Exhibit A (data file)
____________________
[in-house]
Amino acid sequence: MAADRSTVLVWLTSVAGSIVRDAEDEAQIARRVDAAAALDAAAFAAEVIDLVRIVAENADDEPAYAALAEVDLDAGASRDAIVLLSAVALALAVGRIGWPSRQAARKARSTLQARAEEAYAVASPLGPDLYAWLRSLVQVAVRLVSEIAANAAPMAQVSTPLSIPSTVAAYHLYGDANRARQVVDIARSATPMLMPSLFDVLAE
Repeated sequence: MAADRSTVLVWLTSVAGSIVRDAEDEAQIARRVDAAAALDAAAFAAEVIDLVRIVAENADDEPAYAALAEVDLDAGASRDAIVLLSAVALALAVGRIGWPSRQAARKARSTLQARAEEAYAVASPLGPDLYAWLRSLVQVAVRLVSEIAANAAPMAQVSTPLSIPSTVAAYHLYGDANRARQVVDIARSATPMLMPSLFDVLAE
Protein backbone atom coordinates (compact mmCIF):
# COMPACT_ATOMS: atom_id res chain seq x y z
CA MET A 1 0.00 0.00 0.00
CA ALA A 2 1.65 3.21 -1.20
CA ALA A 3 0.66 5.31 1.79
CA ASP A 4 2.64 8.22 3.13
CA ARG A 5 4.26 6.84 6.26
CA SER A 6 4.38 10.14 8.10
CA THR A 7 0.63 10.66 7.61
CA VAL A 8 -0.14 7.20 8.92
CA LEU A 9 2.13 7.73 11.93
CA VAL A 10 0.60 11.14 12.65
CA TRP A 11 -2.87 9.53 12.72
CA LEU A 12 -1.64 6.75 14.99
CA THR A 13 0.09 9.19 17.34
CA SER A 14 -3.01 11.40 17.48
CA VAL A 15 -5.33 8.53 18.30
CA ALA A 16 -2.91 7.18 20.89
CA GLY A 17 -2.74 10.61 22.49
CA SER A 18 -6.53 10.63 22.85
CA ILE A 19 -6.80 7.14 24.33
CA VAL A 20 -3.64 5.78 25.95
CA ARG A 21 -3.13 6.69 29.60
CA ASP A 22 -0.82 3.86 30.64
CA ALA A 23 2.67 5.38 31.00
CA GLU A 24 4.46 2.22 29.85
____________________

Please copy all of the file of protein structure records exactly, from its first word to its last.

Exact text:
[in-house]
Amino acid sequence: MAADRSTVLVWLTSVAGSIVRDAEDEAQIARRVDAAAALDAAAFAAEVIDLVRIVAENADDEPAYAALAEVDLDAGASRDAIVLLSAVALALAVGRIGWPSRQAARKARSTLQARAEEAYAVASPLGPDLYAWLRSLVQVAVRLVSEIAANAAPMAQVSTPLSIPSTVAAYHLYGDANRARQVVDIARSATPMLMPSLFDVLAE
Repeated sequence: MAADRSTVLVWLTSVAGSIVRDAEDEAQIARRVDAAAALDAAAFAAEVIDLVRIVAENADDEPAYAALAEVDLDAGASRDAIVLLSAVALALAVGRIGWPSRQAARKARSTLQARAEEAYAVASPLGPDLYAWLRSLVQVAVRLVSEIAANAAPMAQVSTPLSIPSTVAAYHLYGDANRARQVVDIARSATPMLMPSLFDVLAE
Protein backbone atom coordinates (compact mmCIF):
# COMPACT_ATOMS: atom_id res chain seq x y z
CA MET A 1 0.00 0.00 0.00
CA ALA A 2 1.65 3.21 -1.20
CA ALA A 3 0.66 5.31 1.79
CA ASP A 4 2.64 8.22 3.13
CA ARG A 5 4.26 6.84 6.26
CA SER A 6 4.38 10.14 8.10
CA THR A 7 0.63 10.66 7.61
CA VAL A 8 -0.14 7.20 8.92
CA LEU A 9 2.13 7.73 11.93
CA VAL A 10 0.60 11.14 12.65
CA TRP A 11 -2.87 9.53 12.72
CA LEU A 12 -1.64 6.75 14.99
CA THR A 13 0.09 9.19 17.34
CA SER A 14 -3.01 11.40 17.48
CA VAL A 15 -5.33 8.53 18.30
CA ALA A 16 -2.91 7.18 20.89
CA GLY A 17 -2.74 10.61 22.49
CA SER A 18 -6.53 10.63 22.85
CA ILE A 19 -6.80 7.14 24.33
CA VAL A 20 -3.64 5.78 25.95
CA ARG A 21 -3.13 6.69 29.60
CA ASP A 22 -0.82 3.86 30.64
CA ALA A 23 2.67 5.38 31.00
CA GLU A 24 4.46 2.22 29.85